Figure 4. (A) Mean and SE of the percentage of errors in the anti-saccade task in each group at 10 and 18 deg. A star code is used for representing the extent of the significance levels of the differences in the pairwise comparisons: “***” if p ≤ 0.001 and “*” if p ≤ 0.05. (B) Mean and SE of the percentage of corrected anti-saccades with respect to the number of direction errors in each group at 10 and 18 deg.
The observation of executive functions impairment in cerebellar patients is one evidence in favor of a cerebellar role in cognitive activity (25–27, 30–32, 47, 48). Nevertheless, the role of the cerebellum in executive functions control has been poorly differentiated from that of cerebral cortical areas, in particular the frontal cortex.
Therefore, in this study, in order to better understand the role of the cerebellum in controlling the anti-saccades and ultimately its role in controlling executive functions, we compared the anti-saccadic behavior of two pathologically different groups of cerebellar neurodegenerative diseases: SCA2 with and LOCA without involvement of the frontal cortex. We found increased latency of anti-saccades in both groups of cerebellar patients with respect to controls. The cerebellar patients made also more directional errors, but their errors were corrected as frequently as controls. No significant differences were found in patients with and without cortical involvement. Other saccadic dynamic parameters of anti-saccades retained the same characteristics of pro-saccades [see Federighi et al. (49) for a description of pro-saccades in these patients]. Indeed, according to impairment of the brainstem burst generator and OMV, SCA2 showed slower anti-saccades, and LOCA faster anti-saccades (50). Furthermore, metric parameters, such as velocity, were affected by a greater variability in both cerebellar patients than controls.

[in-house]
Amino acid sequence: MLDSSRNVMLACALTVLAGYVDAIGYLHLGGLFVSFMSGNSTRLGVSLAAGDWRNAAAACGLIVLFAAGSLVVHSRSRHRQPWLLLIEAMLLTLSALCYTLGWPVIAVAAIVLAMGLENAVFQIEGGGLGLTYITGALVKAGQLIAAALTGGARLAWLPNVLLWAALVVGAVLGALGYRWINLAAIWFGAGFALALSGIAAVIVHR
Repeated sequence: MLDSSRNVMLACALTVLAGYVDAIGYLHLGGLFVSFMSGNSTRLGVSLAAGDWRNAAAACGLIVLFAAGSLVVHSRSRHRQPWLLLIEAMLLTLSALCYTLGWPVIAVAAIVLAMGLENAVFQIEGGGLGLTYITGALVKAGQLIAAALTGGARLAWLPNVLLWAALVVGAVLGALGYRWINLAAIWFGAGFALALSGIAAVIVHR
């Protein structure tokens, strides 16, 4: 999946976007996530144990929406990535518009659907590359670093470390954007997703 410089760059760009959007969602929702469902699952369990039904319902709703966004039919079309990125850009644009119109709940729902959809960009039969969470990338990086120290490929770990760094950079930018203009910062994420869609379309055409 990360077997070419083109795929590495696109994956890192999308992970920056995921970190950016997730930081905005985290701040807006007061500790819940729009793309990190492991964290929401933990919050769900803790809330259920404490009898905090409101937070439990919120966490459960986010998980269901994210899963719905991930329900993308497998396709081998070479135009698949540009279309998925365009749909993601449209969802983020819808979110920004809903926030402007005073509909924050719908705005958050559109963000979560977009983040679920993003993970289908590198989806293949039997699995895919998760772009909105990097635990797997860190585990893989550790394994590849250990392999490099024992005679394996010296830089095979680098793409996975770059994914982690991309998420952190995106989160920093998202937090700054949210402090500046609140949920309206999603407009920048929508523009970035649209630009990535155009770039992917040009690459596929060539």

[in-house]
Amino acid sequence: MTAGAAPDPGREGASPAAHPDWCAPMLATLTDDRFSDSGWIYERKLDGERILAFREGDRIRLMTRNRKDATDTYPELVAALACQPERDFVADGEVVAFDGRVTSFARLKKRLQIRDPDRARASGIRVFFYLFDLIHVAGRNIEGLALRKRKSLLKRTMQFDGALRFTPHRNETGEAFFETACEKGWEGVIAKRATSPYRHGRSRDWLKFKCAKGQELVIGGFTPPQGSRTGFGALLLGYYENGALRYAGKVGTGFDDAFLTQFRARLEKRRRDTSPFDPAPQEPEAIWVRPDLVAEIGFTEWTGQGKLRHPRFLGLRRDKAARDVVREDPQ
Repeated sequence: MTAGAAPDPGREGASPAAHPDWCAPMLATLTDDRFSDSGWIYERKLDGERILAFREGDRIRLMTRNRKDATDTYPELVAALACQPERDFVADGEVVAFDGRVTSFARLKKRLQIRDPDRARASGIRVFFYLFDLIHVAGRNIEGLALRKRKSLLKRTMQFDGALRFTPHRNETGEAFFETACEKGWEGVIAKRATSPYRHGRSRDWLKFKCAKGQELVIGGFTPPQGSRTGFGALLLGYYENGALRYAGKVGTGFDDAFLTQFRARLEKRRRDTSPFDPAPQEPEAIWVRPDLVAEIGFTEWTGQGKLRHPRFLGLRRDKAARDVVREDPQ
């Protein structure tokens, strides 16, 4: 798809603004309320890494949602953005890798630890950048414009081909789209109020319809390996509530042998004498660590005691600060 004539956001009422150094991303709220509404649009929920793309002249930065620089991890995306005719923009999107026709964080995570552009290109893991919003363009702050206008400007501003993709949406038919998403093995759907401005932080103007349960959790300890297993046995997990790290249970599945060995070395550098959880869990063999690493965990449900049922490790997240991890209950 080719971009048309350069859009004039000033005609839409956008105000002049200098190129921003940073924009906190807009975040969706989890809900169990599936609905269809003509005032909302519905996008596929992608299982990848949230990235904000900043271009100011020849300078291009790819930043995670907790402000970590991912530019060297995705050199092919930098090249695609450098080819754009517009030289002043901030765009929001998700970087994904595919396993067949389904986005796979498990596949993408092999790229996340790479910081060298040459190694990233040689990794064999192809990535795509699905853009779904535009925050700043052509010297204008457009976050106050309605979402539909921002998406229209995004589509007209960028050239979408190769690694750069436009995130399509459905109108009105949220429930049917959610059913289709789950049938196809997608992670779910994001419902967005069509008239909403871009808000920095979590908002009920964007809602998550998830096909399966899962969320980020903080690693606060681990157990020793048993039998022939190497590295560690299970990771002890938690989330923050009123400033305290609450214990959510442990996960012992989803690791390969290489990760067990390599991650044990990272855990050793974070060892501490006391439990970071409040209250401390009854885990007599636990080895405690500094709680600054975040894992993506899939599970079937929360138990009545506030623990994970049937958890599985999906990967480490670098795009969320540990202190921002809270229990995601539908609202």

The anti-saccades are an effective tool to study executive functions, since their underlying neural network has been relatively well clarified. This often allows the specific identification of which step, and therefore related cerebral area, might be impaired in case of defective performance.
In particular, the frontal eye field (FEF) is supposed to plan the correct anti-saccade while, along with the dorso-lateral pre-frontal cortex (51–53), it evaluates the appropriateness of the saccade response with respect to the specific context, avoiding inappropriate responses (54–59). The pre-supplementary motor area (pre-SMA) and supplementary eye field (SEF) (60–63) predispose the oculomotor system for the anti-saccade response over the prevalent pro-saccade reaction. The anterior cingulate cortex is also supposed to contribute to the anti-saccade planning by monitoring the resolution of conflict between reflexive and anti-saccades (55, 64). In the posterior parietal cortex, the parietal eye field (PEF) is involved in computing the spatial location of the stimulus (65–67) and thus the vector of the required anti-saccade in spatial coordinates (68, 69). The basal ganglia may participate in inhibiting the pro-saccade and facilitate the anti-saccade (20, 70). Finally, the superior colliculus releases the fixation and makes the ultimate decision on the pro-saccade/anti-saccade execution. As expected, abnormalities of anti-saccades are extensively reported in parietal and frontal lobe dysfunctions. More specifically, human lesions and transcranial magnetic stimulation (TMS) interference in FEF have been associated with increased error rate, lesions of SEF, and pre-SMA with longer latency; while extensive lesions of frontal lobe have caused inability to perform the anti-saccadic task (15, 17, 61, 71, 72). Moreover, PEF damage and TMS application have been related to hypometric and less precise anti-saccades with longer latency (51, 73, 74).